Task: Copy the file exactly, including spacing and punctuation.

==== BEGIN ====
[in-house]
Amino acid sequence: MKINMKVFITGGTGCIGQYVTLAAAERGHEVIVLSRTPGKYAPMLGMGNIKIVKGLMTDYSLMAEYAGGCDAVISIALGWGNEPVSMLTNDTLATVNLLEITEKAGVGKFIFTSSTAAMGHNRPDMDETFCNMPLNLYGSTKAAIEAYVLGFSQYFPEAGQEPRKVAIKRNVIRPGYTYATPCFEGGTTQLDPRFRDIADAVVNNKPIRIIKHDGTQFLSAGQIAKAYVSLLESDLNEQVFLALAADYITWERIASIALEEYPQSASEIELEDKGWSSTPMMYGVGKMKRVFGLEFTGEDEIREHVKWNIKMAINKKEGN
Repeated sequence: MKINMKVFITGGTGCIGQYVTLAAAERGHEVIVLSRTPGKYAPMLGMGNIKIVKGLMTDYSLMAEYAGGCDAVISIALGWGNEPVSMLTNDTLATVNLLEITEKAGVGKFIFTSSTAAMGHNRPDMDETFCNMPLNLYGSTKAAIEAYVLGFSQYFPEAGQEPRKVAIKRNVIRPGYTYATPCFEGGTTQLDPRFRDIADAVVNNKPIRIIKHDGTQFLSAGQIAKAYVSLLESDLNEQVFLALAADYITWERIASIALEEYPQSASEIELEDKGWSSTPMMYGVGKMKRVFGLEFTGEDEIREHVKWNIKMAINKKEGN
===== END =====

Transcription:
[in-house]
Amino acid sequence: MKINMKVFITGGTGCIGQYVTLAAAERGHEVIVLSRTPGKYAPMLGMGNIKIVKGLMTDYSLMAEYAGGCDAVISIALGWGNEPVSMLTNDTLATVNLLEITEKAGVGKFIFTSSTAAMGHNRPDMDETFCNMPLNLYGSTKAAIEAYVLGFSQYFPEAGQEPRKVAIKRNVIRPGYTYATPCFEGGTTQLDPRFRDIADAVVNNKPIRIIKHDGTQFLSAGQIAKAYVSLLESDLNEQVFLALAADYITWERIASIALEEYPQSASEIELEDKGWSSTPMMYGVGKMKRVFGLEFTGEDEIREHVKWNIKMAINKKEGN
Repeated sequence: MKINMKVFITGGTGCIGQYVTLAAAERGHEVIVLSRTPGKYAPMLGMGNIKIVKGLMTDYSLMAEYAGGCDAVISIALGWGNEPVSMLTNDTLATVNLLEITEKAGVGKFIFTSSTAAMGHNRPDMDETFCNMPLNLYGSTKAAIEAYVLGFSQYFPEAGQEPRKVAIKRNVIRPGYTYATPCFEGGTTQLDPRFRDIADAVVNNKPIRIIKHDGTQFLSAGQIAKAYVSLLESDLNEQVFLALAADYITWERIASIALEEYPQSASEIELEDKGWSSTPMMYGVGKMKRVFGLEFTGEDEIREHVKWNIKMAINKKEGN